Since The Road is more about the Boy’s journey than his father’s, the supreme ordeal at the end of the novel is the death of the Man. The death of the Man, who acted as the Boy’s mentor during the many challenges faced by the duo, represents the largest and most devastating challenge faced by the Boy. Not only is this due to the fact that the Boy feels unprepared to continue on without his father, but it is also because the “reward” and “road back” are not immediately apparent to the Boy. Compared to even the most challenging obstacles the Boy faced in the past, the death of his father leaves him both physically and mentally pained and exhausted. However, relief from his situation arrives promptly in the form of the stranger who claims to be a “good guy,” though the Boy’s future remains forever uncertain.
The narrator’s changing understanding of the inevitability of death across the two sections of the poem illustrates the dynamic and contrasting nature of the human
While the child was feeling down; instead of picking her son up, the mother scolds her child “[reminding] him, once again, not to shout out in public. And never to speak with his mouth full” and his sister reminds him that, “Papa’s gone” (Otsuka 50). For one of the few emotional outbursts in the novel, there is no consolation for the distressed child. There is only condemnation of his actions and a reminder of not only of how he should act but also of the very topic that is distressing him, his missing father. It is clear that it did not matter what age an individual was, it was expected that the child would remain silent and distant from
Another example of this, in the last stanza, lines 15-16, is made as Roethke notes “[t]hen waltzed me off to bed/[s]till clinging to your shirt.” The last lines of the poem show the true relationship at the end of all the confusion lost in the midst of the middle of the poem. The father loves his son and waltzes him to bed and the boy, loving his father, slings to his shirt to stay with him. The poem expresses the confusion and complexity created in a relationship such as this one between father and son, but at the end, the confusion is unnecessary and what prevails is not the negatives, but instead the positive aspect of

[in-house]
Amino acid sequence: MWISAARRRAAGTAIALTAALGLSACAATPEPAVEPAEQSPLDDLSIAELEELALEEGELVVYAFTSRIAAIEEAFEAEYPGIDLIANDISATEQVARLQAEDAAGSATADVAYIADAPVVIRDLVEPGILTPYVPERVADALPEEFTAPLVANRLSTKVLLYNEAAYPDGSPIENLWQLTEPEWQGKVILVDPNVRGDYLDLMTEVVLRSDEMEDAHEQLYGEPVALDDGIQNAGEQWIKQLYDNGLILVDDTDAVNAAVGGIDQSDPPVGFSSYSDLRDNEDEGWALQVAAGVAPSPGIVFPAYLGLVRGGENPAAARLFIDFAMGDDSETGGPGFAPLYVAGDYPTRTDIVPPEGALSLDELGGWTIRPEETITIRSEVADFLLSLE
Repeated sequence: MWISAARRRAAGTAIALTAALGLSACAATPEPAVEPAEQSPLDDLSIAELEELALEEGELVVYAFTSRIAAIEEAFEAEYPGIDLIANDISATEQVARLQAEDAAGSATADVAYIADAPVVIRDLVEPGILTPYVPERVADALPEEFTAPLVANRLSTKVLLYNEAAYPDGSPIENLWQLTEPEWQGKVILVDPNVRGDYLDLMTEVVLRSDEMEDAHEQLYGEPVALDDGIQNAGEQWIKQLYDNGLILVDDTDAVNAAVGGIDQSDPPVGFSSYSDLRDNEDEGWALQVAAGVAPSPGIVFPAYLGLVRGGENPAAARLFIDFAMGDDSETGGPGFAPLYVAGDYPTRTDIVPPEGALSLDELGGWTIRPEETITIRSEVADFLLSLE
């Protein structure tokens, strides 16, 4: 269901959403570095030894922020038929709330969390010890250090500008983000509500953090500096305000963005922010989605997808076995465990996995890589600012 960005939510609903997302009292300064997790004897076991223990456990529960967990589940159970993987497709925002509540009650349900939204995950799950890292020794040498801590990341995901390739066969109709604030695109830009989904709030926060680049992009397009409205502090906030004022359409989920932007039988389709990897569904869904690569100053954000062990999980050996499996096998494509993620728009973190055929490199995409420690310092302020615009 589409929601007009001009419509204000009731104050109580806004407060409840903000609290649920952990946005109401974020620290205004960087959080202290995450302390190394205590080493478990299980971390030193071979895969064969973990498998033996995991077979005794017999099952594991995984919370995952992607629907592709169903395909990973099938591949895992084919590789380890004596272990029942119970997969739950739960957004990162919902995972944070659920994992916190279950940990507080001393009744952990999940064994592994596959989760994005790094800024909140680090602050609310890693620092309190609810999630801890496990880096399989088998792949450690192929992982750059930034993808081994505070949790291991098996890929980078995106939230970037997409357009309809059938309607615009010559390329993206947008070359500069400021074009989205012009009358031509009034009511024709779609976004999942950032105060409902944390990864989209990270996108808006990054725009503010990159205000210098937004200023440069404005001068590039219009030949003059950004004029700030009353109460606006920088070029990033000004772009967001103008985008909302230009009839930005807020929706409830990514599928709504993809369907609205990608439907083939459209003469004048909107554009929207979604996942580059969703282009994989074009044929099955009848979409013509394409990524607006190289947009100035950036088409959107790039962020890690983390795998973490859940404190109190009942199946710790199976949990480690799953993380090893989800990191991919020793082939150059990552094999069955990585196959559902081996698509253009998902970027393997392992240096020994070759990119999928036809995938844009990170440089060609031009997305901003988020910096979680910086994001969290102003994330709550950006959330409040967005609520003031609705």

The fourth line of this poem, “It launch’d forth filament, filament, filament, out of itself” further evokes the repetition of the efforts and he is stuck doing the same thing for the rest of his life. The speaker elevates these images to metaphor in his second stanza of his poem. In the second stanza, “And you, O my soul…catch somewhere, O my soul” the speaker describes the environment considered and understood by the human soul. Furthermore, it describes the movements, and expresses the idea of a soul that is unchained by the human body.
For the word "Death" also known as in negative term means losses that no one wants to meet with him. He also uses ironic diction. There are three stanzas; six, eight, and ten lines. Including to rhyme scheme throughout each stanza.
The poet compared the graves like a shipwreck that is the death will take the human go down and drowning to the underground like the dead bodies in the graves. The last line “as though we lived falling out of the skin into the soul.” is like the rotting of the dead bodies. The second stanza there is one Simile in this